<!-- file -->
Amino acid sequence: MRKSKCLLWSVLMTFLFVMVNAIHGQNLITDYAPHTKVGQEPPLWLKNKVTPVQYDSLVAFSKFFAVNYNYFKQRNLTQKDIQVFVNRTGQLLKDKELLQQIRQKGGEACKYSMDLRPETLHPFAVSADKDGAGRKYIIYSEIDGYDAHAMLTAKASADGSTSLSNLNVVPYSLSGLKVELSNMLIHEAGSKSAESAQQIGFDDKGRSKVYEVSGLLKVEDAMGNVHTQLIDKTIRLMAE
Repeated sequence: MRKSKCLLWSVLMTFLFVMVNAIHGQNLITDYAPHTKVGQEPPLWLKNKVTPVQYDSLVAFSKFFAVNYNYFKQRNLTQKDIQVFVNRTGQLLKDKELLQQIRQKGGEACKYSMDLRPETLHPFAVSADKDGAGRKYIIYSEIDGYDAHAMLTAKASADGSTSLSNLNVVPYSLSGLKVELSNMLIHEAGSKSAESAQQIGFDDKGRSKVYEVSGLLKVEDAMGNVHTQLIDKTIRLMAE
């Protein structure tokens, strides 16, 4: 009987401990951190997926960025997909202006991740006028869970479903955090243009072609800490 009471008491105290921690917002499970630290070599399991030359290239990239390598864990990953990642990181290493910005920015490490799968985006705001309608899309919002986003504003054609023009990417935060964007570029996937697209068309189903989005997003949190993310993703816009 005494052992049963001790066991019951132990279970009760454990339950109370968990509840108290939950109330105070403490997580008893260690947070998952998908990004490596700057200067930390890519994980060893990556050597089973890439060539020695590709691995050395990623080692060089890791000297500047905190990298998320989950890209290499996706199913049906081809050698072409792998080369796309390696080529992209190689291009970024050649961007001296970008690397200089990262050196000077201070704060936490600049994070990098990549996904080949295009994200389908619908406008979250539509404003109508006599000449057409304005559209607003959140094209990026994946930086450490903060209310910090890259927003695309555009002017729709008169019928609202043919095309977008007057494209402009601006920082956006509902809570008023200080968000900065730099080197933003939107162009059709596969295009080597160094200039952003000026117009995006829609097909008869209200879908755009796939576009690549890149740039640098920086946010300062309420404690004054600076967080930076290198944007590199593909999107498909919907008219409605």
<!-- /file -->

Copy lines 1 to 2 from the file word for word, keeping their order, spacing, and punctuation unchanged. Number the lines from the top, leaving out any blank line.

Amino acid sequence: MRKSKCLLWSVLMTFLFVMVNAIHGQNLITDYAPHTKVGQEPPLWLKNKVTPVQYDSLVAFSKFFAVNYNYFKQRNLTQKDIQVFVNRTGQLLKDKELLQQIRQKGGEACKYSMDLRPETLHPFAVSADKDGAGRKYIIYSEIDGYDAHAMLTAKASADGSTSLSNLNVVPYSLSGLKVELSNMLIHEAGSKSAESAQQIGFDDKGRSKVYEVSGLLKVEDAMGNVHTQLIDKTIRLMAE
Repeated sequence: MRKSKCLLWSVLMTFLFVMVNAIHGQNLITDYAPHTKVGQEPPLWLKNKVTPVQYDSLVAFSKFFAVNYNYFKQRNLTQKDIQVFVNRTGQLLKDKELLQQIRQKGGEACKYSMDLRPETLHPFAVSADKDGAGRKYIIYSEIDGYDAHAMLTAKASADGSTSLSNLNVVPYSLSGLKVELSNMLIHEAGSKSAESAQQIGFDDKGRSKVYEVSGLLKVEDAMGNVHTQLIDKTIRLMAE